On Monday the twitterverse and post-show analysts gave Chris Martin flack for being less vivid than Beyoncé and Bruno Mars. He received scant credit for generously inviting them to join him on the show in the first place. Nor was Coldplay’s front man hailed for inviting The Youth Orchestra of Los Angeles to back him up. Perhaps he would have gotten his props if he had featured dozens of women cavorting in thongs. That worked for others.

I was in on the Dudamel-YOLA secret because I am a regular listener of the classical music station WQXR. It became my go-to background station when I realized it would keep me in my chair. Stravinsky’s rousing Firebird, unlike Katy Perry’s Firework, is impossible to sing or dance to (except for those on pointe).

WQXR hosts in the week leading up to Feb. 7 mentioned that Dudamel would be appearing with YOLA, the group of disadvantaged young musicians he founded. This led me to believe that I would see something generous as well as fun at the Super Bowl halftime. I thought the uninitiated would discover the joys of classical music. Not at all, as it turned out. However, one did see some diverse if uncredited faces behind Martin as he ran around bringing the camera to as many of them as possible. Asians! Latinos! Possibly a blonde! Parts of a few kids were glimpsed in the tight shots of Martin, Beyoncé and Mars, but mostly it was their clothing.

Those kids were happy. I’m hopping mad. So here’s my new song of choice: Coldplay’s Life in Technicolor. Since it includes singing, working hours I will go with Vitamin String Quartet’s version.

Please comment below, especially if, unlike me, you heard mention of Dudamel or YOLA. This is a blog of facts

50,000 Frenchmen (and Women) Can’t Be Wrong — Right?

Springtime in New York is particularly tinged by grace notes of Paris this year, as the N.Y. Times has pointed out. The French consulate estimates that 50,000 French citizens live in New York City. Based on the number of tourists milling about, it seems that friends and relatives are visiting most of them. When they ride our subway, do they feel more at home or less? Peruse these photos from the Paris Metro to decide.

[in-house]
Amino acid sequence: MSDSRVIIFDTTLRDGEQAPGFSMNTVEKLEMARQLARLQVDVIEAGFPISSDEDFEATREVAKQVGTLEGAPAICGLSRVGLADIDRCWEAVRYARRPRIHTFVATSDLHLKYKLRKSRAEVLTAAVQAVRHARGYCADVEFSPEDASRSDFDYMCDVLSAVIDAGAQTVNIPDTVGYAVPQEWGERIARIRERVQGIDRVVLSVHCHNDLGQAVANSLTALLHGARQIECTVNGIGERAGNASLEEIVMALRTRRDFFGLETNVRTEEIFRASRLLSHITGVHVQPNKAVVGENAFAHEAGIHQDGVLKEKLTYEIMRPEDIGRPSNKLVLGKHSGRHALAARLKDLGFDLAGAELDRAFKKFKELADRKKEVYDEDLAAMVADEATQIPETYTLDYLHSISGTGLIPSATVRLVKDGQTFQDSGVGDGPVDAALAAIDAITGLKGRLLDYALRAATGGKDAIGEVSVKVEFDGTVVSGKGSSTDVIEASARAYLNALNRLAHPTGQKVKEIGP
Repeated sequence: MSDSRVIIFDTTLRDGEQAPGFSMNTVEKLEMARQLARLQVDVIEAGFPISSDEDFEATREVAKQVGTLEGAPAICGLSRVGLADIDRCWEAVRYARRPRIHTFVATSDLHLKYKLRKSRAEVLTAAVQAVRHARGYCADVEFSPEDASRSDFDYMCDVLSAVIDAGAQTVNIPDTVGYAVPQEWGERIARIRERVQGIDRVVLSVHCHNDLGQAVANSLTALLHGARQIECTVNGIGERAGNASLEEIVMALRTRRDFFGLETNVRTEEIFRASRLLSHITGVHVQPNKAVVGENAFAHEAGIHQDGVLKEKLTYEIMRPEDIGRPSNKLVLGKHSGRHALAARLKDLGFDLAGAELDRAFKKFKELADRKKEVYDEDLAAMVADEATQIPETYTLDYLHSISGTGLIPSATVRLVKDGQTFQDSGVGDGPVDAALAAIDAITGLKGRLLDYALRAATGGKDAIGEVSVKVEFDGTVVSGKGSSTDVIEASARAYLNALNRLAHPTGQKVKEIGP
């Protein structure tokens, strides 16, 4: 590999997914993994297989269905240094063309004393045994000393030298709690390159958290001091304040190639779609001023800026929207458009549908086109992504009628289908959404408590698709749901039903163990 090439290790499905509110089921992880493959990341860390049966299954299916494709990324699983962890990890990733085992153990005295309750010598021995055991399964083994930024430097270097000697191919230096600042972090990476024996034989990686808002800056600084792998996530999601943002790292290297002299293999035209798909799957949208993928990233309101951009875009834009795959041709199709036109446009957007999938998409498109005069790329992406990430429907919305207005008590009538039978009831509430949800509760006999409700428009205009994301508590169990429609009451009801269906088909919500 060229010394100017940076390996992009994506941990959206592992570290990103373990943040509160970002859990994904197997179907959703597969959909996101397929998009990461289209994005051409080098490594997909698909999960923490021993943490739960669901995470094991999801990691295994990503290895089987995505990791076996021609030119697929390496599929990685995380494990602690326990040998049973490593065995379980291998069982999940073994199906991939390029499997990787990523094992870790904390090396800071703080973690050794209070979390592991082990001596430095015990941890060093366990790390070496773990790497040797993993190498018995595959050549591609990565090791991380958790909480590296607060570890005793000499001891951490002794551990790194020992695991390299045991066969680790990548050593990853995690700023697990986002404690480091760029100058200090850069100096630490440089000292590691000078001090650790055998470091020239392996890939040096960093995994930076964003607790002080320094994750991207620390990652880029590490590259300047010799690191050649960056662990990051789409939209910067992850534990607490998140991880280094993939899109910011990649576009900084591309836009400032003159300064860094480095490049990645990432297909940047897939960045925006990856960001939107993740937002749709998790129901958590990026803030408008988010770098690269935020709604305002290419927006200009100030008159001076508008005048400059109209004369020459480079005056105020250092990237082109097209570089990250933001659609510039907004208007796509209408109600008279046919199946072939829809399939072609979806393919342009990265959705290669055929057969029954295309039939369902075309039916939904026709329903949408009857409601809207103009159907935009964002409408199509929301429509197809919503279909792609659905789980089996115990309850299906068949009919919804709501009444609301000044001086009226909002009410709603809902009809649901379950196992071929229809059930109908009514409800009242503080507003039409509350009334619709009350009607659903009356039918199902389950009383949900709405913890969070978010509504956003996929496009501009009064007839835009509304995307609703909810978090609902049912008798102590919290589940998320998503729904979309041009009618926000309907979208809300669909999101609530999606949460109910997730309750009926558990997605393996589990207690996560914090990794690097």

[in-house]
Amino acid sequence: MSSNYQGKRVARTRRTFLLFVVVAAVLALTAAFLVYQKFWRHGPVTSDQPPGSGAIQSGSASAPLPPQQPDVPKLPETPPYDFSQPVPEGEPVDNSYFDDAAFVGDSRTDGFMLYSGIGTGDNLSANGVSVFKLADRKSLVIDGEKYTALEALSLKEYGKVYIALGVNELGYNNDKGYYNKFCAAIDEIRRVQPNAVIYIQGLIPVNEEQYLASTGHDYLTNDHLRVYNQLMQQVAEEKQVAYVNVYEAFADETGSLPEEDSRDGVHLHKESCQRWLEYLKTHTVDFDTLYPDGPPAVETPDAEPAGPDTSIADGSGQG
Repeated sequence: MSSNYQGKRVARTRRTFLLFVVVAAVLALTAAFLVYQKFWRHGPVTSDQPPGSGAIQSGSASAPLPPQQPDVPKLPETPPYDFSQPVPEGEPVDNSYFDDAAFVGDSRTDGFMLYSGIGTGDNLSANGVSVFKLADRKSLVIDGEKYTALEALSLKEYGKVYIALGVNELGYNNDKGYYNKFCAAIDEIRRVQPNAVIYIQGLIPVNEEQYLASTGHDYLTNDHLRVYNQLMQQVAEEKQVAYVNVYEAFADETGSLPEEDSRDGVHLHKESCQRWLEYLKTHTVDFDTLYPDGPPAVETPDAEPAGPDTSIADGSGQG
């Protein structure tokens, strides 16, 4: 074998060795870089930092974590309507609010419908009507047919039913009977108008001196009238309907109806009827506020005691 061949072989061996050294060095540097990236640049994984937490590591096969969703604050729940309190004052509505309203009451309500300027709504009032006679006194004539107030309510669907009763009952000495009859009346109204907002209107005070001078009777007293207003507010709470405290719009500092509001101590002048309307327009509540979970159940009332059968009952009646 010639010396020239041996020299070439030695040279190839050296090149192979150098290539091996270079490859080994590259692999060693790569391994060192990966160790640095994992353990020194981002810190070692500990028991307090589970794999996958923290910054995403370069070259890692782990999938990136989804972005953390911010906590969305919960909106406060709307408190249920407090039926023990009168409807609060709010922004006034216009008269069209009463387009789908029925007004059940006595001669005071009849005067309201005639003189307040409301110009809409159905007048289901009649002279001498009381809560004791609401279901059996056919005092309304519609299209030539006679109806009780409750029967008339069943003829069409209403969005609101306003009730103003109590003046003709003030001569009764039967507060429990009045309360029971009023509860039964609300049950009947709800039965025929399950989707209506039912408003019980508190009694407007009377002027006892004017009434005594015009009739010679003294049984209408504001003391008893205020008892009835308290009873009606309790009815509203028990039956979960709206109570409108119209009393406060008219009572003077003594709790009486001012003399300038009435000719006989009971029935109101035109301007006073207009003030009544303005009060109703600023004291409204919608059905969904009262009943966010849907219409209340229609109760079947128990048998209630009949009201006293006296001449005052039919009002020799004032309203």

casquette de baseball

The N.Y. Yankees have un ami in this Montmartre metro entrance

Easy listening

Easy listening

Graffiti, French style?

Graffiti, French style?

FDR, we are here

FDR, we are here

The Metro really is cleaner

It does look cleaner

Re-attribution for that Clinton Portrait

Nelson Shanks just revealed that he took it upon himself to immortalize Monica Lewinsky in his portrait of President Bill Clinton 6a00e550199efb8833010535c75e34970bthat hangs in the National Portrait Gallery. He also decided to omit Clinton’s wedding ring. Less known is the fact that the work is actually a tribute to newsman Ted Koppel. Unknown

Fashion from the ’70s — the 1070s

New York Fashion Week for Fall 2015 featured spare and bohemian looks from the 1970s, but cutting edge Proenza Schouler showed something… Proenza Schouler Fall 2015 … that harkens back to William the Conqueror, depicted below on the Bayeux Tapestry at the dramatic moment in 1066 when he lifts his helmet to show his troops that he is still alive. William lifts his helmet The classics. notably military looks, always return. Please share your thoughts in the reply box below.

A Small Midtown Business Survives!

Just in time for the Lenten season comes the miracle of a resurrection — Jim’s Shoe Repair is saved! Having now signed a new lease for the space at 50 E. 59th Street that it has occupied since 1932, Jim’s is a rare example of a successful and hallowed New York City business beating back the encroachment of a faceless mega-corporation. Some eighteen months ago the adjacent Duane Reade store, owned by Walgreen, tried to take over the space of the family-owned business, reportedly because to wanted to install refrigerators. Landlord SL Green Realty was ready to kick Jim’s out and it looked like another small New York City business would be swallowed in the maw of a national chain. (See May 2, 2014 post for background) 

Although SL Green drove Posman Books in Grand Central Station out of business, the firm and its tenant Walgreen decided to relent in the case of this repair shop. Joseph Rocco, grandson of the founder, credits his lawyer Bill Brewer who worked pro bono. “Without Bill Brewer we would be out of here,” he said. “He brought his shoes in here one day and said, ‘What do you mean you are losing your lease? You are not losing your lease.'” Rocco also acknowledges the help of Fox 5, the N.Y. Daily News, bloggers who reported on their plight, and customers who signed their petition. Surely it also helped that customer Kim Cattrall was bringing in a black handbag for repair when the Daily News came to do its story.